rating systems and January books

In keeping with staying off the computer in my free time, I finished three books this month. I'm going to try to keep a monthly log of the books I read here, but no promises. My rating system will be as follows: three stars for books I love, two stars for books I like, and one star for books that were okay. I've worked far too much with user data on a five star scale, and so I know that the five star system is hopelessly skewed--see the plot for an example of some data I use.

People like to spend their time reading good books, though, so it would make sense if good books get more ratings.  Well, let's take a look.  Here's a scatter plot with a smoothed mean.

So popular books do tend to get higher ratings, which makes sense, but we still see a bias, since the least popular books still have an average rating of around 3.  With my rating system, I'm going to try for more of a bell-curve, giving mostly two stars, and about equal number one-star and three-star ratings.  One star books I probably won't recommend to folks, two star books are definitely worth the read, and three star books I might like to read again and will probably push randomly on friends.

Anyway, on to the books!  For January, there was an accidental theme of poverty in all of them that made me want to tighten my belt and always be grateful.

Behind the Beautiful Forevers ★★
A Christmas gift that had been on my to-read list for a while, this nonfiction about a Mumbai slum made me want to donate more.  While there was somewhat of a story arc, it was more about seeing a slice of reality in abundant detail.

Freddy and Fredericka ★★★

A $1 purchase at the library's used book store, this has been one of my favorite reads in a long while. (Mark Helprin is one of my favorite authors, despite my critique of Digital Barbarism that I'll probably never finish.) This book involves a royal couple needing to struggle for survival in America, and it's a staggering trip to go from champagne to homelessness.  There's fantastic distortion of reality, beautiful language, and a tenderness that simply made my soul feel full.

This classic book sat squarely between the two others in both realism and degree of poverty.  There's a Cinderella-like quality to the book, and I'm always a sucker for both reader-girl protagonists and Cinderella stories.


Project Euler

I learned about Project Euler this weekend, and it's been addictive.  I binged at first, but it's a little unhealthy to do such similar things for fun and work; I need to stay balanced and keep off the computer in my down time.  I'm trying to only do one per day now, and go back to knitting and reading.  It's deepening my understanding of both math and programming, but I don't want to burn out too quickly.


ice skating

There are some feats of coordination at which I am horrible.  Tennis is one of them.  So, to match our mildly pretentious summer sport, we've taken up an equally swanky winter sport: ice skating.  At least with tennis, I'm able to stay upright.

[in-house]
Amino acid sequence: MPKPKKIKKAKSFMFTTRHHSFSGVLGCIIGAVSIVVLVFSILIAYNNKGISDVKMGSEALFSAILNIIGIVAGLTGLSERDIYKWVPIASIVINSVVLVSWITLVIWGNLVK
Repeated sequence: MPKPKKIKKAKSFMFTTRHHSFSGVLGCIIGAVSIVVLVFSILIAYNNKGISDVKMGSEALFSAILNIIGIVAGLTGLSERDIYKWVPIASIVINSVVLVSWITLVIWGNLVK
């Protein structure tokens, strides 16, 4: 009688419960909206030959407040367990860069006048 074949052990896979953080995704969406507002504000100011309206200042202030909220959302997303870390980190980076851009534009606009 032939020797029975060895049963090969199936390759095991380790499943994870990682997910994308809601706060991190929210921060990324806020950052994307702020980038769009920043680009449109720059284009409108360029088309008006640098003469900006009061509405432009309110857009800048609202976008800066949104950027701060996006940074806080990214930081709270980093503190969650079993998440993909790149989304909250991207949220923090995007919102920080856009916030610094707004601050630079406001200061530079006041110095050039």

For the past few days, we've been ice skating every day, if only for short stints.  About every 5 years the local lake freezes over enough to skate on it, and yesterday it opened. The lake is HUGE. Our outing consisted of meandering across it and getting back to where we started.  NWC could have skated more--in fact, he literally skated circles around me as I worked my way across.

Skating on natural (or semi-natural, since the lake is man-made) bodies of water is really interesting. The ice is much rougher, which I actually like because it gives me greater stability. I also like exploring outdoors, and this is just a new venue for that. You can investigate interesting shapes that the ice makes and things that get stuck in it.  Skating indoors is more about the skating itself, rather than being outside.


growing leaves cowl

When I was at NIPS in December, I knitted this cowl start to finish--conferences involve a lot of sitting a listening, which is prime knitting time. (For those of you who don't know what a cowl is, it's tube-like neck warmer.)  I found it harder to pay attention after I was done with it since I'm not very good at sitting and listening for hours on end, no matter how interesting the topic.

When I started this project, I realized that I knit in a funny way.  The way I learned to knit was as follows: I learned just the knit stitch as a teenager (but not the purl) and made a scarf with just the one stitch.  Then, I decided to relearn for a shawl two summers ago.  That involved purling, and when I was taught how at the yarn store, I didn't like it.  So I spent fifteen minutes at home trying to figure out a smoother way to purl, and went with that.  Since then, I've realized that what I worked out is called combination knitting.  There are a few oddities, but it's much faster and smoother for the stitches you use most frequently.